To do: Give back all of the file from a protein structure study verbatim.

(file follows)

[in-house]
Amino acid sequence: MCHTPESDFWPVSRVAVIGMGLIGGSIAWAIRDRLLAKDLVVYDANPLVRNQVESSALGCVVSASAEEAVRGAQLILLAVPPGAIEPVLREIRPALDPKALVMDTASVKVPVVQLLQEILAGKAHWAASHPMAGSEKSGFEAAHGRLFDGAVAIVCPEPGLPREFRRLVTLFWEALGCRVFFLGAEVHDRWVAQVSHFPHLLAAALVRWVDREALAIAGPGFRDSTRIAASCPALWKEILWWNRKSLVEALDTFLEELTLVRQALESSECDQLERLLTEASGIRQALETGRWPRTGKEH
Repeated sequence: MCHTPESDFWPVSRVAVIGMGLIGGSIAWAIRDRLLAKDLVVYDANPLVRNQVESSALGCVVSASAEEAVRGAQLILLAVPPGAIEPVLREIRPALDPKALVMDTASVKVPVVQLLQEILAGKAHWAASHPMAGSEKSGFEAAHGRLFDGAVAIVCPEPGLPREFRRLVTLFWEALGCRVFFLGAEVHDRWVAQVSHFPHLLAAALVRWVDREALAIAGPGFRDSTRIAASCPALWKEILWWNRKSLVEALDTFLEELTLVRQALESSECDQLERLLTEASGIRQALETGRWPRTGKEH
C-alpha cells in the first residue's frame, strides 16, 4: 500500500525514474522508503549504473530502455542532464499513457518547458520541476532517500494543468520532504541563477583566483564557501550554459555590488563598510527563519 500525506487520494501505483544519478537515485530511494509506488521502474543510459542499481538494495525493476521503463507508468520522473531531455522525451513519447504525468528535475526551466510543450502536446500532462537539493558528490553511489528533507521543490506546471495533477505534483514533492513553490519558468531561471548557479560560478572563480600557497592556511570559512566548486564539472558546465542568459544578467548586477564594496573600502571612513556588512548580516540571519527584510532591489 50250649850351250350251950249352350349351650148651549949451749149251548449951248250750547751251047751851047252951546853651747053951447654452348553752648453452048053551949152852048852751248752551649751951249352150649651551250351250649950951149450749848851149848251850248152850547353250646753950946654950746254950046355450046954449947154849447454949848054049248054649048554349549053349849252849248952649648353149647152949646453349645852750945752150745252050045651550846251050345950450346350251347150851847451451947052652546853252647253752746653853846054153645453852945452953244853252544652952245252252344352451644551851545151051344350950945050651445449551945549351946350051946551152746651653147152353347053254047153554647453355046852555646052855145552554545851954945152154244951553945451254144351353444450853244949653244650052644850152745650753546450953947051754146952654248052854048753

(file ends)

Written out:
[in-house]
Amino acid sequence: MCHTPESDFWPVSRVAVIGMGLIGGSIAWAIRDRLLAKDLVVYDANPLVRNQVESSALGCVVSASAEEAVRGAQLILLAVPPGAIEPVLREIRPALDPKALVMDTASVKVPVVQLLQEILAGKAHWAASHPMAGSEKSGFEAAHGRLFDGAVAIVCPEPGLPREFRRLVTLFWEALGCRVFFLGAEVHDRWVAQVSHFPHLLAAALVRWVDREALAIAGPGFRDSTRIAASCPALWKEILWWNRKSLVEALDTFLEELTLVRQALESSECDQLERLLTEASGIRQALETGRWPRTGKEH
Repeated sequence: MCHTPESDFWPVSRVAVIGMGLIGGSIAWAIRDRLLAKDLVVYDANPLVRNQVESSALGCVVSASAEEAVRGAQLILLAVPPGAIEPVLREIRPALDPKALVMDTASVKVPVVQLLQEILAGKAHWAASHPMAGSEKSGFEAAHGRLFDGAVAIVCPEPGLPREFRRLVTLFWEALGCRVFFLGAEVHDRWVAQVSHFPHLLAAALVRWVDREALAIAGPGFRDSTRIAASCPALWKEILWWNRKSLVEALDTFLEELTLVRQALESSECDQLERLLTEASGIRQALETGRWPRTGKEH
C-alpha cells in the first residue's frame, strides 16, 4: 500500500525514474522508503549504473530502455542532464499513457518547458520541476532517500494543468520532504541563477583566483564557501550554459555590488563598510527563519 500525506487520494501505483544519478537515485530511494509506488521502474543510459542499481538494495525493476521503463507508468520522473531531455522525451513519447504525468528535475526551466510543450502536446500532462537539493558528490553511489528533507521543490506546471495533477505534483514533492513553490519558468531561471548557479560560478572563480600557497592556511570559512566548486564539472558546465542568459544578467548586477564594496573600502571612513556588512548580516540571519527584510532591489 50250649850351250350251950249352350349351650148651549949451749149251548449951248250750547751251047751851047252951546853651747053951447654452348553752648453452048053551949152852048852751248752551649751951249352150649651551250351250649950951149450749848851149848251850248152850547353250646753950946654950746254950046355450046954449947154849447454949848054049248054649048554349549053349849252849248952649648353149647152949646453349645852750945752150745252050045651550846251050345950450346350251347150851847451451947052652546853252647253752746653853846054153645453852945452953244853252544652952245252252344352451644551851545151051344350950945050651445449551945549351946350051946551152746651653147152353347053254047153554647453355046852555646052855145552554545851954945152154244951553945451254144351353444450853244949653244650052644850152745650753546450953947051754146952654248052854048753